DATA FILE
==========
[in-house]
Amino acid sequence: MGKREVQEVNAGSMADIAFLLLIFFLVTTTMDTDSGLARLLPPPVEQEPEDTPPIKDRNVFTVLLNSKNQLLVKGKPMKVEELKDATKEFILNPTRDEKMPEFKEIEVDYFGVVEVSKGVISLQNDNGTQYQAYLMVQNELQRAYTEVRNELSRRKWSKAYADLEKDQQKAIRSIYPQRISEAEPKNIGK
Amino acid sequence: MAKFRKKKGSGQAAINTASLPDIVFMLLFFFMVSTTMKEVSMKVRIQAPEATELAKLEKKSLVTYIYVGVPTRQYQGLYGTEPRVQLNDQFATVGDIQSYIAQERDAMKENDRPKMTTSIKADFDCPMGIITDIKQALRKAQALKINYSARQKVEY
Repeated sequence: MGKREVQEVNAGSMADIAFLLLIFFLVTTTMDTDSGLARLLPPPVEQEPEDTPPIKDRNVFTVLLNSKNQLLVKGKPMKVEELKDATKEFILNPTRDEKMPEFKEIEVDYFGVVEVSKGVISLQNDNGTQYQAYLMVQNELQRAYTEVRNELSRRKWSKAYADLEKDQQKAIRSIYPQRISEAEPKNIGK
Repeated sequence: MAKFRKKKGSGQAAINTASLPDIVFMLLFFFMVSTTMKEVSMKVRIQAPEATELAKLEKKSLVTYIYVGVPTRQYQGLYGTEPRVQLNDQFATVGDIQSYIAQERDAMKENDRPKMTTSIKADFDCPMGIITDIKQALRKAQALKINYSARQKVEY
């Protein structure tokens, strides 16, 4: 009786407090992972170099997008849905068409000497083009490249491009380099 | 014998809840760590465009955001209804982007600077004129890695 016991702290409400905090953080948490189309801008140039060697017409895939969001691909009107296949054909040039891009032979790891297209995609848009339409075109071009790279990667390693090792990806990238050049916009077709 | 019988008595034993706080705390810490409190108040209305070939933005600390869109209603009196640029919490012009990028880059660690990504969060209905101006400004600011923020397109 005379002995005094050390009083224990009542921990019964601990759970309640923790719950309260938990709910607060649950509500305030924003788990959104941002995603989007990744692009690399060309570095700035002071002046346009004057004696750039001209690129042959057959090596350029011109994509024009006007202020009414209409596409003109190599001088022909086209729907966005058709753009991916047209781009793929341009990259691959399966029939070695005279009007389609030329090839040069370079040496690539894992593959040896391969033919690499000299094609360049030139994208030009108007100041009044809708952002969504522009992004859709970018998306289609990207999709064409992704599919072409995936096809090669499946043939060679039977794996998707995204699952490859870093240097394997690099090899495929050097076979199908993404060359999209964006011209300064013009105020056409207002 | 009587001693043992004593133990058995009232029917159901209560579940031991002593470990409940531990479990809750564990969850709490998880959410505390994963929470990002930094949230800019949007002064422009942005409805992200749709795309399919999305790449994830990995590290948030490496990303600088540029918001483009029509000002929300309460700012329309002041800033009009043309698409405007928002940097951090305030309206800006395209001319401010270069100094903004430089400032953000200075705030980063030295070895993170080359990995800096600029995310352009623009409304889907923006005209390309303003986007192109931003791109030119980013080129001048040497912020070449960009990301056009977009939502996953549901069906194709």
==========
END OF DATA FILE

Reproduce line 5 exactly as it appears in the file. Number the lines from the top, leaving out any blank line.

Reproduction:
Repeated sequence: MAKFRKKKGSGQAAINTASLPDIVFMLLFFFMVSTTMKEVSMKVRIQAPEATELAKLEKKSLVTYIYVGVPTRQYQGLYGTEPRVQLNDQFATVGDIQSYIAQERDAMKENDRPKMTTSIKADFDCPMGIITDIKQALRKAQALKINYSARQKVEY